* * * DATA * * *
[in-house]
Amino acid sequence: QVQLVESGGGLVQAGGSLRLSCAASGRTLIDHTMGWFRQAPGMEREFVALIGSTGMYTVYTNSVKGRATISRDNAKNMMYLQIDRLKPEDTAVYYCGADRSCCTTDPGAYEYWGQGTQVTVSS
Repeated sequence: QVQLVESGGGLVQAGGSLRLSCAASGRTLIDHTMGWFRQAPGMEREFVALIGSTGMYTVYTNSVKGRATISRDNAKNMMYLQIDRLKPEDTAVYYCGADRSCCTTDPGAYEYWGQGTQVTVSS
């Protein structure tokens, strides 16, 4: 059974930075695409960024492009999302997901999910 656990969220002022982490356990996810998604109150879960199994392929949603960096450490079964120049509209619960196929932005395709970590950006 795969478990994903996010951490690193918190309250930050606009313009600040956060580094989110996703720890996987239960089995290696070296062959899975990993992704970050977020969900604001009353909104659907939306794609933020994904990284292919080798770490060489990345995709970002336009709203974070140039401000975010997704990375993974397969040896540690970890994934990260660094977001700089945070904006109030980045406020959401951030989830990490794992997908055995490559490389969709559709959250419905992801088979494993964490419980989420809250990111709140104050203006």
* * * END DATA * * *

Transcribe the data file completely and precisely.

[in-house]
Amino acid sequence: QVQLVESGGGLVQAGGSLRLSCAASGRTLIDHTMGWFRQAPGMEREFVALIGSTGMYTVYTNSVKGRATISRDNAKNMMYLQIDRLKPEDTAVYYCGADRSCCTTDPGAYEYWGQGTQVTVSS
Repeated sequence: QVQLVESGGGLVQAGGSLRLSCAASGRTLIDHTMGWFRQAPGMEREFVALIGSTGMYTVYTNSVKGRATISRDNAKNMMYLQIDRLKPEDTAVYYCGADRSCCTTDPGAYEYWGQGTQVTVSS
């Protein structure tokens, strides 16, 4: 059974930075695409960024492009999302997901999910 656990969220002022982490356990996810998604109150879960199994392929949603960096450490079964120049509209619960196929932005395709970590950006 795969478990994903996010951490690193918190309250930050606009313009600040956060580094989110996703720890996987239960089995290696070296062959899975990993992704970050977020969900604001009353909104659907939306794609933020994904990284292919080798770490060489990345995709970002336009709203974070140039401000975010997704990375993974397969040896540690970890994934990260660094977001700089945070904006109030980045406020959401951030989830990490794992997908055995490559490389969709559709959250419905992801088979494993964490419980989420809250990111709140104050203006």